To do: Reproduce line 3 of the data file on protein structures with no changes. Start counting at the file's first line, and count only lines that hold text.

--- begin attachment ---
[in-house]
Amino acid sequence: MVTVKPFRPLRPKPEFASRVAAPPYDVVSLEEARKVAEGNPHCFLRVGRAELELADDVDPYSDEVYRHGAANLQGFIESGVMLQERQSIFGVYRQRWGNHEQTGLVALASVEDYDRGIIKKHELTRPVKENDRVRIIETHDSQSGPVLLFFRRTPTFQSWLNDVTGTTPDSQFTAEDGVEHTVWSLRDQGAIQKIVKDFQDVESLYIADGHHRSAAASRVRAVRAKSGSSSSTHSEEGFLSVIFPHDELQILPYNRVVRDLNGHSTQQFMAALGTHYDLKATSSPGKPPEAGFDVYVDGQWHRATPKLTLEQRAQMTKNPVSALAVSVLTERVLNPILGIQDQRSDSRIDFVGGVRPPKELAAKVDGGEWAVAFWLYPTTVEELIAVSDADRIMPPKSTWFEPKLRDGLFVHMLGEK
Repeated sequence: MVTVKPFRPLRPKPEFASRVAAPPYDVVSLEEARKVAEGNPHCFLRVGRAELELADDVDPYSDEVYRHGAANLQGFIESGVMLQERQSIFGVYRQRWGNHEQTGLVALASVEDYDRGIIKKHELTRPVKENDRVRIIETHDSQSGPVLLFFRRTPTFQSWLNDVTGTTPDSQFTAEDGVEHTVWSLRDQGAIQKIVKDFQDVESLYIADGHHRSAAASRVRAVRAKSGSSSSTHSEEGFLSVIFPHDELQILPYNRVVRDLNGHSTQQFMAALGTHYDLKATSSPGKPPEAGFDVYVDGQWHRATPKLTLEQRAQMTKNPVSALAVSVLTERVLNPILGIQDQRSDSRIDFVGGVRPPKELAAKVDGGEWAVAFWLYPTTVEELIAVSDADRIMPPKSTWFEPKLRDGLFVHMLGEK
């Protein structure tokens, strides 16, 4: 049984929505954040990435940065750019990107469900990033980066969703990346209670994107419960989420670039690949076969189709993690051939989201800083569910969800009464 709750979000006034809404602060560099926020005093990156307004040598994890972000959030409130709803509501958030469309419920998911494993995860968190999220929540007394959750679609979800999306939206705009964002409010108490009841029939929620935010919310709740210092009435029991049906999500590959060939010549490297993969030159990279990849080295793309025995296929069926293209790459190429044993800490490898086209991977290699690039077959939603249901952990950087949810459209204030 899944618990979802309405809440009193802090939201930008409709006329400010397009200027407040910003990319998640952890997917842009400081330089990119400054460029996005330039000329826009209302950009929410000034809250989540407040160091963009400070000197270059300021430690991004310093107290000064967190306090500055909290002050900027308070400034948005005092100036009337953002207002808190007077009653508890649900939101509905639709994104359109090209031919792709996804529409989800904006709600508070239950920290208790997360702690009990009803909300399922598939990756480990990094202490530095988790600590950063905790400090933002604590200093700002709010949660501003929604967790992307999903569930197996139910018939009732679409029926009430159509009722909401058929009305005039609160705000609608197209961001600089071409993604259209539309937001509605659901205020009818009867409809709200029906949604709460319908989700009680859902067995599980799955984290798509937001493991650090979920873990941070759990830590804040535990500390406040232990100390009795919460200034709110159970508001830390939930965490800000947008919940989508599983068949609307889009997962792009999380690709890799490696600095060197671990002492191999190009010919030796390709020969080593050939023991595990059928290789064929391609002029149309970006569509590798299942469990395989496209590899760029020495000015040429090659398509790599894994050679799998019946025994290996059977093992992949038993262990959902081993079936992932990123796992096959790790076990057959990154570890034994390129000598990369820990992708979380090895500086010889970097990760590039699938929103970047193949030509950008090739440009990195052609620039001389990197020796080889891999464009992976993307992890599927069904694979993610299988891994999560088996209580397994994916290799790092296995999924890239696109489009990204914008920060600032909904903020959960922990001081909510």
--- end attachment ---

Repeated sequence: MVTVKPFRPLRPKPEFASRVAAPPYDVVSLEEARKVAEGNPHCFLRVGRAELELADDVDPYSDEVYRHGAANLQGFIESGVMLQERQSIFGVYRQRWGNHEQTGLVALASVEDYDRGIIKKHELTRPVKENDRVRIIETHDSQSGPVLLFFRRTPTFQSWLNDVTGTTPDSQFTAEDGVEHTVWSLRDQGAIQKIVKDFQDVESLYIADGHHRSAAASRVRAVRAKSGSSSSTHSEEGFLSVIFPHDELQILPYNRVVRDLNGHSTQQFMAALGTHYDLKATSSPGKPPEAGFDVYVDGQWHRATPKLTLEQRAQMTKNPVSALAVSVLTERVLNPILGIQDQRSDSRIDFVGGVRPPKELAAKVDGGEWAVAFWLYPTTVEELIAVSDADRIMPPKSTWFEPKLRDGLFVHMLGEK